Loud underwater sounds may cause temporary hearing loss in harbor porpoises, the magnitude of which may depend on the exposure duration. After exposure to playbacks of broadband pile driving sounds, temporary hearing threshold shifts (TTS) in two porpoises were quantified at 8 kHz (highest TTS) with a psychoacoustic technique. Pile driving sounds had: pulse duration 124 ms, rate 2760 strikes per hour, inter-pulse interval 1.3 s, duty cycle ~9.5%, average received single-strike unweighted sound exposure level (SEL ss ) 145 dB re 1μ Pa2s, exposure durations 15, 30, 60, 120, 180, 240 and 360 min (cumulative SEL:173, 176, 179, 182, 184, 185, 187 dB re 1μ Pa2s, respectively). Control sessions under ambient noise conditions were carried out. Mean initial TTS (1-4 min after sound exposure stopped in one porpoise, and 12-16 min after exposure stopped in the other animal) increased from 0 dB after 15 min exposure to 5 dB after 360 min exposure. In both animals, recovery occurred within 60 min post-exposure. The relatively small increase in TTS between 15 and 360 min exposures is due to the relatively small amount of sound energy per unit of time to which the porpoises were exposed (average sound pressure level ~144 dB re 1μ Pa).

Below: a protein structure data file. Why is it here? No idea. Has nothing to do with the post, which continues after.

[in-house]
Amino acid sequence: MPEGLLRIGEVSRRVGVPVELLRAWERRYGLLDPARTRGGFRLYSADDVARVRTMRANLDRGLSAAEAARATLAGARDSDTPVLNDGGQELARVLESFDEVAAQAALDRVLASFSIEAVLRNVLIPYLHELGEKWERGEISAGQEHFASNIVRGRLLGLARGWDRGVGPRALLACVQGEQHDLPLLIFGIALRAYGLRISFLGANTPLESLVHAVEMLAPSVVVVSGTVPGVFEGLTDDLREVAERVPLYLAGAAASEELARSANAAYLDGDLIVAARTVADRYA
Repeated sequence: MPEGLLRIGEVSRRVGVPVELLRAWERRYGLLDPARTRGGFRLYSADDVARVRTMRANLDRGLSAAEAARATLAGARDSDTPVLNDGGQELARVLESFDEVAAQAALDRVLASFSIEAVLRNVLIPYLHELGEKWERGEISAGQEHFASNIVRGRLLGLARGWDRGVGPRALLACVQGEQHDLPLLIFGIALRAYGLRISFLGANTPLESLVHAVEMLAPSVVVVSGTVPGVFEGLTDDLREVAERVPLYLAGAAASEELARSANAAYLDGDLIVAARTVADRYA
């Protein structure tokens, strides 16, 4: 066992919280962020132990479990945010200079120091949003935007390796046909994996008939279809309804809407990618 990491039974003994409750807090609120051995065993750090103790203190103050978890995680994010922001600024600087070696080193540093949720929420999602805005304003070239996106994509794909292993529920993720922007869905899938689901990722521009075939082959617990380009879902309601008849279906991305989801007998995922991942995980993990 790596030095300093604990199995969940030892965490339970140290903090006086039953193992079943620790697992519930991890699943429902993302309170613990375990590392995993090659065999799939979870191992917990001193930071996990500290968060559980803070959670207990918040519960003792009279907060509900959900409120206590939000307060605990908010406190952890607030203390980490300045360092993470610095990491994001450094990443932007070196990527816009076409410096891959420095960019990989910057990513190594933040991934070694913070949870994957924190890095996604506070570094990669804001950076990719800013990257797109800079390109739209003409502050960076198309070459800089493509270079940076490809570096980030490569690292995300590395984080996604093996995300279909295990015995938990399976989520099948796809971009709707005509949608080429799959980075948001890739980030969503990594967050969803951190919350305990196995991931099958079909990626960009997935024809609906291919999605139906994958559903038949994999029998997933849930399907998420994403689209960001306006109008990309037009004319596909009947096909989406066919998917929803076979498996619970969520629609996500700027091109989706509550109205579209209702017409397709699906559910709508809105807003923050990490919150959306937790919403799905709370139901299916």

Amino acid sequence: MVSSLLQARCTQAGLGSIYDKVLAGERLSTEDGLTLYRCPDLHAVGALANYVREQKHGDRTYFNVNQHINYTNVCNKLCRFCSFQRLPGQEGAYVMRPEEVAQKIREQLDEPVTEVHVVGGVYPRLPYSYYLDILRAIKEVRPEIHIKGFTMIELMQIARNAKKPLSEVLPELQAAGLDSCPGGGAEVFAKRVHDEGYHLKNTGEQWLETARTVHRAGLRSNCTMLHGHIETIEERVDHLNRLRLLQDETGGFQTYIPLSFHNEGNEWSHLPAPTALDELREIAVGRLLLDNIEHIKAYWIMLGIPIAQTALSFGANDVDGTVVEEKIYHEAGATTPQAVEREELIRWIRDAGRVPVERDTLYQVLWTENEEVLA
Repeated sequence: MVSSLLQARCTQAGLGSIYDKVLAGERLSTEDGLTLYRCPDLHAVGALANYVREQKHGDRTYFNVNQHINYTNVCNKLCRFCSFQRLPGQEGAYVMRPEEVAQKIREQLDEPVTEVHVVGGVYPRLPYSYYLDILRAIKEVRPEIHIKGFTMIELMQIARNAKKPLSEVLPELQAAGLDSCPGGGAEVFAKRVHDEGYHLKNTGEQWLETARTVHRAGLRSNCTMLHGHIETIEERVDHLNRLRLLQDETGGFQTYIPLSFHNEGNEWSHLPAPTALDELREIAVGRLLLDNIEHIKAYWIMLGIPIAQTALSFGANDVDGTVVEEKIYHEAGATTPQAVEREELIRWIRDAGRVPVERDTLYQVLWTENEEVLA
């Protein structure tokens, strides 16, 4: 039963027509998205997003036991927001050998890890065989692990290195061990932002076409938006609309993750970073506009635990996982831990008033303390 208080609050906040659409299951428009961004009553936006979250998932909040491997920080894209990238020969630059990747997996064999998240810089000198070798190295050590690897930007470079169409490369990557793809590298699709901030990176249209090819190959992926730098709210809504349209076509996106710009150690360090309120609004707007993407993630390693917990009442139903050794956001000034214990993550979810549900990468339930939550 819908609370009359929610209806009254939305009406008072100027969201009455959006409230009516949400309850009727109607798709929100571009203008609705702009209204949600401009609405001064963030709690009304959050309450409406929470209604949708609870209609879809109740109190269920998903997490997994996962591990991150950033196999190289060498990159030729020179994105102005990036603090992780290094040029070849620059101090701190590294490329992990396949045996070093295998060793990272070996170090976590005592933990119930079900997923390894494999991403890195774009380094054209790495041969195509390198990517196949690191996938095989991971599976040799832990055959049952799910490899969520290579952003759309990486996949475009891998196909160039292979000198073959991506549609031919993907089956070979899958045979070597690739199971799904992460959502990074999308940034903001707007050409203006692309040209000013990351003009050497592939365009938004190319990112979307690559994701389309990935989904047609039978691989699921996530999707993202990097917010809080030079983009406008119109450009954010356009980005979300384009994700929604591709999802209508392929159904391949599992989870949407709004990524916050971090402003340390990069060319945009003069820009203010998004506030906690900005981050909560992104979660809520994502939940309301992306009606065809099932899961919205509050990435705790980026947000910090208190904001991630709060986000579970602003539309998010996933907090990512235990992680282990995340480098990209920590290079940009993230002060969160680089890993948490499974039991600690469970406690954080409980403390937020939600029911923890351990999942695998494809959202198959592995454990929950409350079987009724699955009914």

This report was presented at a symposium at Naturalis in Leiden on September 8, 2015. A complete report containing brief abstracts of all studies presented at the symposium can be found here.